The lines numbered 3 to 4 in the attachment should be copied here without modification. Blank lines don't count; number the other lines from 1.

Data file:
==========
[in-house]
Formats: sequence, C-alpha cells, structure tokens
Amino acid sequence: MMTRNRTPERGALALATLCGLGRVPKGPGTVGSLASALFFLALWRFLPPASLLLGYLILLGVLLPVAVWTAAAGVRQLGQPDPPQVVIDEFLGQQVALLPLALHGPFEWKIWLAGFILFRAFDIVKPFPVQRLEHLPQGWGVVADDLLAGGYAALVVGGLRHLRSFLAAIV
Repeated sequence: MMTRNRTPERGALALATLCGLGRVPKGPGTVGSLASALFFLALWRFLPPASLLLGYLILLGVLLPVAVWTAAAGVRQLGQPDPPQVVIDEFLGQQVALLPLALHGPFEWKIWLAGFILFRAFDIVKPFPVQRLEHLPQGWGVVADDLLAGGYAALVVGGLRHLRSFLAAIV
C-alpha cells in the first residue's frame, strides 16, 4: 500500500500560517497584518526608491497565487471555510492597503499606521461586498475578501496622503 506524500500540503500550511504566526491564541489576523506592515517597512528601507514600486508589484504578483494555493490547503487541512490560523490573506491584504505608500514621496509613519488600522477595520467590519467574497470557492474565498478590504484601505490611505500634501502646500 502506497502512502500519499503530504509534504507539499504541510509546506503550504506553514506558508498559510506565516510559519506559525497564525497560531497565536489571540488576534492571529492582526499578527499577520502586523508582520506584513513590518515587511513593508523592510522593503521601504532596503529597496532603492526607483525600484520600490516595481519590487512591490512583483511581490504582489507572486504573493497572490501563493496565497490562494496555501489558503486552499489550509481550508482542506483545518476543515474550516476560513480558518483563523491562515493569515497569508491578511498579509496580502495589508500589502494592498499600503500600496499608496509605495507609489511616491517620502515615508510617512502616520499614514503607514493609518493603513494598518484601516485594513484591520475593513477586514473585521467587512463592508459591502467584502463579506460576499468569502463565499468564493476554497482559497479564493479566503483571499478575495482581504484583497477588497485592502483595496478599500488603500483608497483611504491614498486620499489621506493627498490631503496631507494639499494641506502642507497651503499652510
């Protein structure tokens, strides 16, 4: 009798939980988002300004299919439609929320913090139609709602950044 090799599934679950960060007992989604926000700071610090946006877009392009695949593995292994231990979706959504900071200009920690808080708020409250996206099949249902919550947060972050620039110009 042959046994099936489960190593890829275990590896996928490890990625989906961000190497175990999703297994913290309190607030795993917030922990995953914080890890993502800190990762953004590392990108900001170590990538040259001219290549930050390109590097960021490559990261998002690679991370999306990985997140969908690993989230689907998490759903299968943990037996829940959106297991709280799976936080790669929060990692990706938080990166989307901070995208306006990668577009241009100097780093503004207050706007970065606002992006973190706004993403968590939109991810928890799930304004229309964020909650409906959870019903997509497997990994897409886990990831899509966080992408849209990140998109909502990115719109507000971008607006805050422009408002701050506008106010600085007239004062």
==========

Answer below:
Amino acid sequence: MMTRNRTPERGALALATLCGLGRVPKGPGTVGSLASALFFLALWRFLPPASLLLGYLILLGVLLPVAVWTAAAGVRQLGQPDPPQVVIDEFLGQQVALLPLALHGPFEWKIWLAGFILFRAFDIVKPFPVQRLEHLPQGWGVVADDLLAGGYAALVVGGLRHLRSFLAAIV
Repeated sequence: MMTRNRTPERGALALATLCGLGRVPKGPGTVGSLASALFFLALWRFLPPASLLLGYLILLGVLLPVAVWTAAAGVRQLGQPDPPQVVIDEFLGQQVALLPLALHGPFEWKIWLAGFILFRAFDIVKPFPVQRLEHLPQGWGVVADDLLAGGYAALVVGGLRHLRSFLAAIV